• You say they “should have communicated same.” Does that mean that they were required (Legally? According to their mandate? Morally? Ethically? Professionally?) so to do or that it would have been nice if they had done so?
      On these little niceties does the outcome of weighty matters often turn…

      • Bakes

        Perfect explanation/interpretation Earl. The Committee owes no responsibility to any candidate for vetting the bonafides of the candidate’s submission package. That would be both onerous and impractical. It is up to the candidates themselves to perfect their bid to the best of their ability.

        Contrary to what the article states, Nakhid’s bid was not doomed once the VI letter of support was tendered, all that did was to void all of the VI’s letters of support. Nakhid’s candidacy would have survived that fiasco had he more than just the minimum number of supporting letters. Nakhid is being petulant, paranoid and now resorts to grasping at straws.

    • This is all FIFA says: The candidate shall present declarations of support from at least five member associations (cf. art. 24 par. 1 of the FIFA Statutes). Being proposed as a candidate by a member association shall be understood asa declaration of support. Each member may only present a declaration of support for one person. If a member association presents declarations of support for more than one person, all its declarations shall become invalid.

  20. Is the Committee required to assess each submission before the closure date and advise if there are issues? I am inclined to doubt that. I wonder at what point did they request letter from Nakhid.

    • They requested a letter from Nakhid three days before the deadline on Oct 26.

    • I saw that on further research. So FIFA responded to a question as to whether all documentation was received and got a response. I find it odd that 3 days before the close of nominations, Nakhid had no idea if his papers were filed properly or not. Sounds jokey to me that he had to rush to get the documents on based on the response.

      Putting that aside, the question is when did the assessment of the documents submitted take place. There is a big difference between counting the letters received and assessing the validity of same. Even responding to whether all the documents were received seems above and beyond the responsibility of the Committee in my opinion. The candidate is responsible for putting his application in order, not the Committee.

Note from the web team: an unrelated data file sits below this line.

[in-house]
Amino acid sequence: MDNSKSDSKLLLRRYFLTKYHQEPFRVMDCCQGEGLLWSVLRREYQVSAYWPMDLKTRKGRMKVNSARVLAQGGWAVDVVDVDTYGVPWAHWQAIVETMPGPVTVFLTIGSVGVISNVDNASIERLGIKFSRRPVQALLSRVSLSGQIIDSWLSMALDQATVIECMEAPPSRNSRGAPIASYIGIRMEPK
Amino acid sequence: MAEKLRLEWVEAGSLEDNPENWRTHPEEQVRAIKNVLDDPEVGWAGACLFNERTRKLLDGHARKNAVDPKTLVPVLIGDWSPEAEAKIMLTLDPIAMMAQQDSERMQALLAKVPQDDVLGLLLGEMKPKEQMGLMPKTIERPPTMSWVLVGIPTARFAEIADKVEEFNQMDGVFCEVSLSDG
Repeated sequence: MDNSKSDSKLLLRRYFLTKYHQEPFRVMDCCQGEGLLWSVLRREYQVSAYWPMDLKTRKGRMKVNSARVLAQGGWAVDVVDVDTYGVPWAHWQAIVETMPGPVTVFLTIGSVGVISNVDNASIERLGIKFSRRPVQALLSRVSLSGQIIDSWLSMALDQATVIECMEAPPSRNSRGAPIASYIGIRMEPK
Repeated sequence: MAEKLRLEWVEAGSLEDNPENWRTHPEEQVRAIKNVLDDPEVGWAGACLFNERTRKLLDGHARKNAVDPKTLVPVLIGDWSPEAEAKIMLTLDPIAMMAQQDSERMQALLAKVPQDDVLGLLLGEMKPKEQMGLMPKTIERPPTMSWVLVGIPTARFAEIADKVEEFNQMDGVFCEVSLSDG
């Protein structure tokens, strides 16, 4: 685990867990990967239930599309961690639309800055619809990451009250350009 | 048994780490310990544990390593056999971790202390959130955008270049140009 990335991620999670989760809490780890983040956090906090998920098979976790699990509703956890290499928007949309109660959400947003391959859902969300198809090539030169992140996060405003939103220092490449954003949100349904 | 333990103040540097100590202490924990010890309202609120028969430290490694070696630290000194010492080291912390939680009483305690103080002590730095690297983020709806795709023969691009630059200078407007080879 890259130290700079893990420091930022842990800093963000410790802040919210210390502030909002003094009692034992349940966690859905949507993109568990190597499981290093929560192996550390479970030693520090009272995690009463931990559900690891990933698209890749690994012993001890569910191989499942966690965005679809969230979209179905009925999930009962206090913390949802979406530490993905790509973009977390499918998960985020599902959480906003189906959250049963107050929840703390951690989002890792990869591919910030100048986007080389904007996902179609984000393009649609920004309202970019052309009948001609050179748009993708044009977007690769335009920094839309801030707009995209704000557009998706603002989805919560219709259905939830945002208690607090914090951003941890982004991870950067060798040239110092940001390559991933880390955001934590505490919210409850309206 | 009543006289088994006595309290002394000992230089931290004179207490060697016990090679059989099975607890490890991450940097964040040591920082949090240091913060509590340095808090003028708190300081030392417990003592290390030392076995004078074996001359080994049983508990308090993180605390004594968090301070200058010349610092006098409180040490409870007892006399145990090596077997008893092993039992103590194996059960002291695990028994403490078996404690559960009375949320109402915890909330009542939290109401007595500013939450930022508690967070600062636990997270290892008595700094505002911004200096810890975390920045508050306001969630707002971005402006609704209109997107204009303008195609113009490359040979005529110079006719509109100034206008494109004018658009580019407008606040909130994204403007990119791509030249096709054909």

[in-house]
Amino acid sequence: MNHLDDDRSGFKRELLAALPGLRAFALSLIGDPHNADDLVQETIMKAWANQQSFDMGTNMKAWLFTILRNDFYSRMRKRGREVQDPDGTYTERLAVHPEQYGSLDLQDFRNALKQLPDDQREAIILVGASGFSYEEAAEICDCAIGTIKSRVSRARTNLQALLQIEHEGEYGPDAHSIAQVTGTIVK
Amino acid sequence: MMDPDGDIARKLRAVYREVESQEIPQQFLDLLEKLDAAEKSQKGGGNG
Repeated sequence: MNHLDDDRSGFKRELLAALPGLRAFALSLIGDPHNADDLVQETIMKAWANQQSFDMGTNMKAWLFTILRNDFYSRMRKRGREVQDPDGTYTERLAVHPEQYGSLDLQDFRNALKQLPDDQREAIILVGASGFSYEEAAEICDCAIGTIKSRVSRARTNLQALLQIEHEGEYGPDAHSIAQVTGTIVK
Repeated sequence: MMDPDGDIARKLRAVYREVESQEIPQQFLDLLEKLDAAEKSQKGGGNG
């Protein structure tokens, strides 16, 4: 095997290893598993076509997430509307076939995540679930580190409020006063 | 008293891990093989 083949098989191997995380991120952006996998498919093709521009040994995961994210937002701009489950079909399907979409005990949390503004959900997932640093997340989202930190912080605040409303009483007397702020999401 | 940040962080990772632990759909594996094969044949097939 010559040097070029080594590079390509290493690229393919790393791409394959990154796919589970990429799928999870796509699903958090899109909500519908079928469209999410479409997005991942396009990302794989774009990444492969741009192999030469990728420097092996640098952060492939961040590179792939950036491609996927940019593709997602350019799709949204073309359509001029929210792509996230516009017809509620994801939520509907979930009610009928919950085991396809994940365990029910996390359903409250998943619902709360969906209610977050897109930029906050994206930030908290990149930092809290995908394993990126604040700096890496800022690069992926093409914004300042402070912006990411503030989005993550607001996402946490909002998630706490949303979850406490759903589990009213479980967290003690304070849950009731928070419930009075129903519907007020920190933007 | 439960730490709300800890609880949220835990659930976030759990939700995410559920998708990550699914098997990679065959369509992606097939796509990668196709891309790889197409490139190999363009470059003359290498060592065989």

If I draw on the analogy of a tender submission, the responsibility of ensuring that validity of a submission is solely that of the bidder. The Committee’s job is to assess the submission after the closing date.

      Frankly, I think Nakhid was extremely naive and handled this badly. I have no sympathy for him.

    • I don’t see any responsibility of the Electoral Committee stated in the rules and I cannot think of any instance offhand where an Election Committee is mandated to tell a candidate if his application is valid before the closure date for nominations. I can however think of cases where candidates have been disqualified for spoiled nomination submissions.

    • But why would they write to Nakhid and “requested letters of support for the United States Virgin Island (USVI) and another Caribbean member association.” when they already had a nomination from the USVI for someone else. This is the only fishy part to me. Why these 2 specific ones. Is it that Nakhid wasn’t sure they were sent and asked the USVI to resend thereby putting the nail in his own coffin? Or did Scala only have 3 of the nominations and deliberately asked for the USVI one so that it would nullify Nakhid chances on Oct 23rd since they would have known by then that it would be a double nomination? I agree the onus is on the candidate (bidder) to submit a perfect bid. Why wasn’t Nakhid ‘ s team perfectly sure 3 days before nominations closed that everything was in order?

  21. Do you think the Electoral Committee acted appropriately Kendall Tull? Is it a case of what they are mandated to do and what they aren’t?

  22. Better to have tried and failed than to have tried at all

  23. Well lets hope we find out from CAS

  24. Good luck to him but I don’t think much of his chances.

  25. ..Oh. And ask who the other ‘double nominated” candidate was and why they were not rejected as well..

  26. ..One must do the needful but Nakhid not winning this. Tell you what though. Now everybody knows him he might have a platform here to build on for the next CFU election. Is that his real plan?..

  27. Please ensure you have those questions answered. You should know what I think of the Daily Mail…

  28. Mister Liburd, It’s only a matter of time, be warned before your name turns up on a list of people paying money to FIFA or receiving funds from them. Explain to me how else it is possible to get the kind of inside information you get.
    On second thought, don’t explain. Ah fraid they make another CAISO on you next week.